ONLINE EXCLUSIVE: Struggles lead to triumph in original Possum Point play


Coastal Point • Laura Walter: This weekend, the Dreamers United group of Possum Point Players is presenting an original performance on the Possum stage in Georgetown. At times joyful and heartbreaking, this ‘talent show’ of Sussex Countians uses music, student choreography, poetry, play excerpts and historical stories to present ‘A Celebration of Black History: Triumph Through Struggle,’ written by Rosa Barnes. The show runs Saturday, March 21 at 7:30 p.m. and Sunday, March 22, at 2 p.m. Tickets cost $10 for general admission, $5 for students.Coastal Point • Laura Walter: This weekend, the Dreamers United group of Possum Point Players is presenting an original performance on the Possum stage in Georgetown. At times joyful and heartbreaking, this ‘talent show’ of Sussex Countians uses music, student choreography, poetry, play excerpts and historical stories to present ‘A Celebration of Black History: Triumph Through Struggle,’ written by Rosa Barnes. The show runs Saturday, March 21 at 7:30 p.m. and Sunday, March 22, at 2 p.m. Tickets cost $10 for general admission, $5 for students.This weekend, the Dreamers United group of Possum Point Players is presenting an original performance on the Possum stage in Georgetown.

Offering moments of both joy and heartbreak, the “talent show” of Sussex Countians uses music, student choreography, poetry, play excerpts and historical stories to present “A Celebration of Black History: Triumph Through Struggle,” as written by Rosa Barnes.

They perform Negro spirituals, praise music, contemporary, gospel and R&B. (Cast members especially like the African dance, they said.)

The narrative weaves from “Creation” to slavery, historical milestones and the civil rights movement.

Stories range from slave markets and lynching to a light-hearted musical funeral for an old plantation owner.

“I hope [audiences] will be entertained. I want them to laugh. I want them to enjoy the ones that are fun,” Barnes said.

A particularly touching moment comes when four girls sing “This Little Light of Mine.” Suddenly, they freeze, and a choir finishes the song.

The silenced characters portray the four girls who died in the 1963 bombing when white supremacists hid a bomb under the steps of a black Baptist church.

“This event crystalized the civil rights movement,” Barnes said. “It shocked them [into action].”

Barnes said her actors chose the song — not even realizing it was a major civil rights song. They also touch on the military, honoring Harlem Hellfighters of World War I and Red Tails of World War II.

Barnes said she wants the audience to “understand our nation. I grew up with the civil rights era. I grew up with the Klansmen in my town.”

Today, she said, she wants to abolish any negative perceptions of people “angry or drug addicts or whatever. [Instead] they see the best and brightest we have to offer, even if they don’t know it [themselves].

“There are a lot of young people involved, and my goal is to educate, empathize, entertain and encourage,” Barnes said. “I think the cast is excited. Many of these young people have never been in the theater before.”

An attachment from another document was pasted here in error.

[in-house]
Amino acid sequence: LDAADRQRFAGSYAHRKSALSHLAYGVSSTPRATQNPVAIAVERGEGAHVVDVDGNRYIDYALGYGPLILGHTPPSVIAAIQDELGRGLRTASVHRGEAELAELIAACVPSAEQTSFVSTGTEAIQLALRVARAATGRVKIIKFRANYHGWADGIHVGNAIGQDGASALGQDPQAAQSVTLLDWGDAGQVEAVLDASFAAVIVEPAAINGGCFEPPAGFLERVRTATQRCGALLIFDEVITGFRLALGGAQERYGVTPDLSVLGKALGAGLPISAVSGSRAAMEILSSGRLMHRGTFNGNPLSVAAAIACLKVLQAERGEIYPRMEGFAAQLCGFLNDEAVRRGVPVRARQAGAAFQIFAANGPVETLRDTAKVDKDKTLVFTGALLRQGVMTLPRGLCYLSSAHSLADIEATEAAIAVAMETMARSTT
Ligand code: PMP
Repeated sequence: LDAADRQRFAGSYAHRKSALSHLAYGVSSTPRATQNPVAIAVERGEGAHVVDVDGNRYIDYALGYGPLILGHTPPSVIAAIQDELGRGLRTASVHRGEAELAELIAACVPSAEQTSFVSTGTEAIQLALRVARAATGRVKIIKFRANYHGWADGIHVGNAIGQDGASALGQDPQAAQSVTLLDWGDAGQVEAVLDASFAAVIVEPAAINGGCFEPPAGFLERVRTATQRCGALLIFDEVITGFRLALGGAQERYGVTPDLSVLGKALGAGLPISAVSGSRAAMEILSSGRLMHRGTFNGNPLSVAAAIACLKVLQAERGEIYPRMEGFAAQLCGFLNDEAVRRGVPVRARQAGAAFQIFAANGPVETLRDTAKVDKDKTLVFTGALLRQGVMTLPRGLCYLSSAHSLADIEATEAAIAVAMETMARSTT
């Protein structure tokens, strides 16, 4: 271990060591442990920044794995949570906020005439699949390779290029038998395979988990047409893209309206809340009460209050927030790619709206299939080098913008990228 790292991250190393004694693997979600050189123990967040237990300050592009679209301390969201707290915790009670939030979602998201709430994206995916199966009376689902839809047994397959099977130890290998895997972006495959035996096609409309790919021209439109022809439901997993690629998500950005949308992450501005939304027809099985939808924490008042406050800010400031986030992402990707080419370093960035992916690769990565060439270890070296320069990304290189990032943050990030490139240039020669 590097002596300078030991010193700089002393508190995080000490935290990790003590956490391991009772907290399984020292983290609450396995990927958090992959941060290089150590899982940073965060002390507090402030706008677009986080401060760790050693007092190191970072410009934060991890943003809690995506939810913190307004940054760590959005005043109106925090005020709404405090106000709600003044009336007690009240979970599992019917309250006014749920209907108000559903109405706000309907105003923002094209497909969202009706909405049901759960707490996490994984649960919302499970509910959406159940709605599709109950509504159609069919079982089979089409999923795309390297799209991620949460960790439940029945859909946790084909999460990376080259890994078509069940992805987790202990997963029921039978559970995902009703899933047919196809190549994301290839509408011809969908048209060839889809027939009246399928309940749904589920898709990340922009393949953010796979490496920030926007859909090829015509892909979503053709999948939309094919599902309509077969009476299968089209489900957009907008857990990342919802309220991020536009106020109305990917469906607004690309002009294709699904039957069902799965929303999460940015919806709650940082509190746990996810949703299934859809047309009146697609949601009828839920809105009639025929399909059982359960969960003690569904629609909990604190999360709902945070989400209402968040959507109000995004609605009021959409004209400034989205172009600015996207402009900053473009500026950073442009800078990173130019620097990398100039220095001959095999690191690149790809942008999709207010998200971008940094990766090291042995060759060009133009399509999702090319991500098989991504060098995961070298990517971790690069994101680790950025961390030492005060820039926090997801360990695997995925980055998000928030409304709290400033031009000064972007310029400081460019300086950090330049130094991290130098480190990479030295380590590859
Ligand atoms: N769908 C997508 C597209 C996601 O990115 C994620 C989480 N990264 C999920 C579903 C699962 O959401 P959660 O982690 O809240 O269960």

Her research was both interesting and painful, according to Barnes.

“Thurgood Marshall was nearly lynched,” she said. “He was involved in civil rights before we called it ‘civil rights.’”

The story ends just before the present day.

“Some is a little too fresh, and we’re not ready to go there yet,” Barnes said of current events.

The diverse acts are designed to display the talents of all the performers.

“It’s like a huge talent show. You’ve got singing, dancing, acting, all rolled into one,” said Melony Showell.

She and Summer Okoye are high school seniors choreographing “Triumph through Struggle.” Although that’s a new challenge, both have been in Dreamers United since it was founded their freshman year, and they said they’re delighted to see newcomers learn their own talents.

“We try to refer everyone we can, as far as African-Americans, because there’s not many in the theater,” Showell said.

“Anyone and everyone can do something,” said Okoye, such as props, makeup or acting.

“People like to hide their talents,” said Showell, adding that she’s amazed to see kids’ creativity emerge during rehearsals.

“‘Miss Rosa … I wanna be in your show,’” Barnes recalled one child saying. “She sang and danced her heart out. I said, ‘You’re in, sister.’”

Okoye said she wants people to learn “how much more we can do if we use everyone. The community is not black or white. It’s everyone.”

Students said they enjoyed growing closer to their castmates while creating a new show.

“It’s hard work. It looked easy, but actually it’s hard. And a lot of practice,” said seventh-grader Juan Hudson. “[But] it’s very fun to do. You can’t miss it!”

“People should know what people went through [throughout history],” said sixth-grader Allison White-Mills.

“Black history is not just black history, it’s everyone’s history,” Okoye quoted an advisor as saying.

The show runs on Saturday, March 21, at 7:30 p.m. and Sunday, March 22, at 2 p.m. Tickets cost $10 for general admission or $5 for students. Learn more at www.possumpointplayers.org. Possum Hall is located at 441 Old Laurel Road, Georgetown.